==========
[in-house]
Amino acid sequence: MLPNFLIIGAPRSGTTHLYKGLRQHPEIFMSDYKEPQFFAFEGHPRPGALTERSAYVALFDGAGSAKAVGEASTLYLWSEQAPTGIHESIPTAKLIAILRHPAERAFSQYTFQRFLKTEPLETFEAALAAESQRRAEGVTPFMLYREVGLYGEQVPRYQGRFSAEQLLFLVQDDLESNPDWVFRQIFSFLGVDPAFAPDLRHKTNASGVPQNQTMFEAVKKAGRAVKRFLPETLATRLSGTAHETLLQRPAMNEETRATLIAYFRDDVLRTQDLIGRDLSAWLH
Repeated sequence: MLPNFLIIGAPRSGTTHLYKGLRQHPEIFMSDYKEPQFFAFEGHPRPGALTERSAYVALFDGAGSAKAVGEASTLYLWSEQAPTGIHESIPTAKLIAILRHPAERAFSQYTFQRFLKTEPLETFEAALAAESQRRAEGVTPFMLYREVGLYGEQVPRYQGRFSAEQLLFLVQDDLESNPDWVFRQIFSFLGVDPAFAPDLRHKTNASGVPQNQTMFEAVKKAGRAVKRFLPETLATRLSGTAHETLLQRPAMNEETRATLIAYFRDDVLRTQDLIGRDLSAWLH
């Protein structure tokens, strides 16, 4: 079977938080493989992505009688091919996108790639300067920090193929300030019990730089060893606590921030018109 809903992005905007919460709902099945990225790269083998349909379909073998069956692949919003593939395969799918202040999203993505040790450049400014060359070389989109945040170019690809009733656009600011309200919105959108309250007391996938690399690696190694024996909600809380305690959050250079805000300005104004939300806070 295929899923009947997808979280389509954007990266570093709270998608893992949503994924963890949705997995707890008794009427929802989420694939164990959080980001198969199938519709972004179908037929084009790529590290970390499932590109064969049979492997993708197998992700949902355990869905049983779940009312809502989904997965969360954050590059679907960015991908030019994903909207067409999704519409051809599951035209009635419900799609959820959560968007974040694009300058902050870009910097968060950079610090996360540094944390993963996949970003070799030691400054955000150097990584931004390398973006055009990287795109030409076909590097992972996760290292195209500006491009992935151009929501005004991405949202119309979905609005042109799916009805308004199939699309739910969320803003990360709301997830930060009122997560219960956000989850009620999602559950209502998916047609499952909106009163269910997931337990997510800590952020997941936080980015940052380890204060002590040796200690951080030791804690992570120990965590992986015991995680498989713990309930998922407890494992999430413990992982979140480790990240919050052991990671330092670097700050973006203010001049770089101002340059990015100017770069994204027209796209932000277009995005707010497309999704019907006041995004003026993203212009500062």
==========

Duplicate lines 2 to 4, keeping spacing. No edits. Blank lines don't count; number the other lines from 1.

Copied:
Amino acid sequence: MLPNFLIIGAPRSGTTHLYKGLRQHPEIFMSDYKEPQFFAFEGHPRPGALTERSAYVALFDGAGSAKAVGEASTLYLWSEQAPTGIHESIPTAKLIAILRHPAERAFSQYTFQRFLKTEPLETFEAALAAESQRRAEGVTPFMLYREVGLYGEQVPRYQGRFSAEQLLFLVQDDLESNPDWVFRQIFSFLGVDPAFAPDLRHKTNASGVPQNQTMFEAVKKAGRAVKRFLPETLATRLSGTAHETLLQRPAMNEETRATLIAYFRDDVLRTQDLIGRDLSAWLH
Repeated sequence: MLPNFLIIGAPRSGTTHLYKGLRQHPEIFMSDYKEPQFFAFEGHPRPGALTERSAYVALFDGAGSAKAVGEASTLYLWSEQAPTGIHESIPTAKLIAILRHPAERAFSQYTFQRFLKTEPLETFEAALAAESQRRAEGVTPFMLYREVGLYGEQVPRYQGRFSAEQLLFLVQDDLESNPDWVFRQIFSFLGVDPAFAPDLRHKTNASGVPQNQTMFEAVKKAGRAVKRFLPETLATRLSGTAHETLLQRPAMNEETRATLIAYFRDDVLRTQDLIGRDLSAWLH
């Protein structure tokens, strides 16, 4: 079977938080493989992505009688091919996108790639300067920090193929300030019990730089060893606590921030018109 809903992005905007919460709902099945990225790269083998349909379909073998069956692949919003593939395969799918202040999203993505040790450049400014060359070389989109945040170019690809009733656009600011309200919105959108309250007391996938690399690696190694024996909600809380305690959050250079805000300005104004939300806070 295929899923009947997808979280389509954007990266570093709270998608893992949503994924963890949705997995707890008794009427929802989420694939164990959080980001198969199938519709972004179908037929084009790529590290970390499932590109064969049979492997993708197998992700949902355990869905049983779940009312809502989904997965969360954050590059679907960015991908030019994903909207067409999704519409051809599951035209009635419900799609959820959560968007974040694009300058902050870009910097968060950079610090996360540094944390993963996949970003070799030691400054955000150097990584931004390398973006055009990287795109030409076909590097992972996760290292195209500006491009992935151009929501005004991405949202119309979905609005042109799916009805308004199939699309739910969320803003990360709301997830930060009122997560219960956000989850009620999602559950209502998916047609499952909106009163269910997931337990997510800590952020997941936080980015940052380890204060002590040796200690951080030791804690992570120990965590992986015991995680498989713990309930998922407890494992999430413990992982979140480790990240919050052991990671330092670097700050973006203010001049770089101002340059990015100017770069994204027209796209932000277009995005707010497309999704019907006041995004003026993203212009500062």